May 23rd started off with a good rest and freshening up in Wray, Colorado. I headed west toward Limon to catch the first in a couple rounds of anticipated storms that day. I was running late though and approaching Limon just as the first tornado warned storm of the day was sweeping past on its way north.
I considered flanking the storm northward on Route 71, but was concerned that positioning for the notch could wind up running me off into untested roads and that hanging south could leave me gazing mushwise into the back of the storm and never able to cut back ahead. So I headed east to Genoa and took County Road 31 north in hopes of using that as my flanking route.
The road was great. Until it wasn’t. About 13 miles north, I stopped short to see a couple chasers delicately trying to turn their vehicles around on the slick surface of a portion of the road that had seen a lot of recent rain.
I tried another option on CR3S to get east then get back north but that wound up sketchy too and figured at that point I was probably not going to keep pace or catch up with that lead cell. Looking back at the storm’s path, slow movement and other chaser angles, I could have used Route 71 to keep with it, but didn’t know at the time it wouldn’t press eastward more.
I set myself back up on the less messy legs to the west of CR31 and watched for new development south of the original storm.
For a while, I cruised around on CR3N, 28 and 3R watching the back building line dress up the wind turbine fields. The wind pressing into the boundary and forcing up the storms was fierce and I had to be careful every time I opened car door to be sure it didn’t get ripped out of my hands or crash into some part of me or my gear.
Around this time, as the boundary and line of storms continued advancing slowly eastward, a new batch of cells were popping to the south and a bit east of the boundary. So I cruised south to get back to I-70 to hedge bets on both of them and reposition faster.
As I got down to Genoa, a new area of organization nudged into the line. I watched it and grabbed some shots, but as expected nothing materialized as it filled in with precipitation and moved off to the north. I should have taken this as a hint of more serious opportunities in the making with the tail end of that line. But at the time, I figured I was still mostly in landscape & moody sky mode.
I hustled east to Flagler to gain some ground and be ready for developments to the south. I set up about a mile south on CR5 and watched ongoing development and crepuscular rays drifting across the bubbling towers.
At 2241Z, I was just beginning to drive off for another vantage, when the tip of a funnel caught my eye. I quickly pulled back into my spot, grabbed the still and video cameras and hopped out to capture it before it disappeared. The wind was still fighting me every step of the way. As soon as I released grip on my tripod mounted video camera to fire off a couple still shots, it got toppled. I hadn’t extended the legs yet and so it didn’t fall far, but still a few anxious seconds being sure nothing was damaged.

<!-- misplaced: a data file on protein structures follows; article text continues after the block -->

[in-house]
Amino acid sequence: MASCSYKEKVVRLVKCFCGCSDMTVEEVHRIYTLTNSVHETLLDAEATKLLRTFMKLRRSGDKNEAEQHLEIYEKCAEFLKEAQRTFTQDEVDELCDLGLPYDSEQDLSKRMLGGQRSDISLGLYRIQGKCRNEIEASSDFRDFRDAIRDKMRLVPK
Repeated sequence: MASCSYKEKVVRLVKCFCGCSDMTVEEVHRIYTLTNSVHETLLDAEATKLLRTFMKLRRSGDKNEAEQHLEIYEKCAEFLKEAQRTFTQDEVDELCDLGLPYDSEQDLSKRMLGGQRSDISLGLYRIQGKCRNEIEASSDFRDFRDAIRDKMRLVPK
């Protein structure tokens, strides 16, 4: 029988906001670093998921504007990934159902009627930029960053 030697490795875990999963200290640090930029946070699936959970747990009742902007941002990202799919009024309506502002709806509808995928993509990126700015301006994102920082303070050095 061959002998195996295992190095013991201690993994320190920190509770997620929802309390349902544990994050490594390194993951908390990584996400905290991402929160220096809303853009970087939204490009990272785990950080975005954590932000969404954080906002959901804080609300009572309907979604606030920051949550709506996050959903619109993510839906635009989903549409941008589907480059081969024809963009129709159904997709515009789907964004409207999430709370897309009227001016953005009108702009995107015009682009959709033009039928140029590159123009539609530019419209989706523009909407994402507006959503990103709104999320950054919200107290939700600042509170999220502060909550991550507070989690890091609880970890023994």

After extending the legs and then bracing it against my body, I got the video started and went back to alternating between stills and re-framing video. Meanwhile, the funnel had thickened up and had my hopes up that it might fully condense. It never took things that far, but was a gorgeous sight as it drifted into dappled sunlight and glowed brilliantly from behind. It showed off for about six minutes before rain started to fall and I jumped back into the car. It went on for another couple minutes before receding as that notch in the line continued northward.
I filed a spotter report for a funnel with no ground contact visible from my vantage due to poor contrast and intervening terrain. Later on however, a video surfaced on Twitter from Paul Smith/@PaulMSmithPhoto showing ground circulation from his vantage in Arriba. (https://twitter.com/paulmsmithphoto/status/1397038858265579521) I went back to my footage and stills with strong contrast edits and found frames that showed the dust plume at 22:45Z.
I had some time to enjoy that moment as I drifted further east on I70 and storms along and ahead of the boundary to the south started to get stronger. I lingered around Stratton and grabbed more shots of those as they moved in.
By 0000Z, the storms to the south were getting serious enough that I wanted to get in a good spot to surf them as they piled in. I headed north on SR57 and then east to Idalia where I had a great view of a cluster of multiple rotating updrafts moving in as the sun was starting to drop behind them. The glow through the precipitation cores was stunning and even though I wasn’t watching an isolated supercell, I was still captivated by the beauty and ominous quality of this gang of marching storms.
I continued to surf this scene east into Kansas along Highway 36 stopping at various points along the way to take in the heft of it. As the sun set, the brilliant yellow-orange glow set the cores on fire and went from one kind of spectacular to another.
I wanted to pause briefly in St. Francis to watch one of the cells move in, but the line to the south began to surge quickly and I had to keep moving out of the way. A quick check of radar showed an ominous hook develop just as the storm moved past the town. Fortunately only some straight line wind damage was later reported there.
A few miles further east at Wheeler got me far enough to catch a breath and capture the whale’s mouth and lightning over grain silos and elevators. And then on from there, watching the gaping gust front flicker its way eastward.
I finally let it go around 03Z near McDonald after about 8 hours of chasing. Despite some tactical goofs early on, this turned out to be a prolific and awesome chase day.
The tornado is now documented on the NOAA Storm Event Database:
EF-0 | Lincoln County, Colorado | 23 May 2021 | 2245Z–2250Z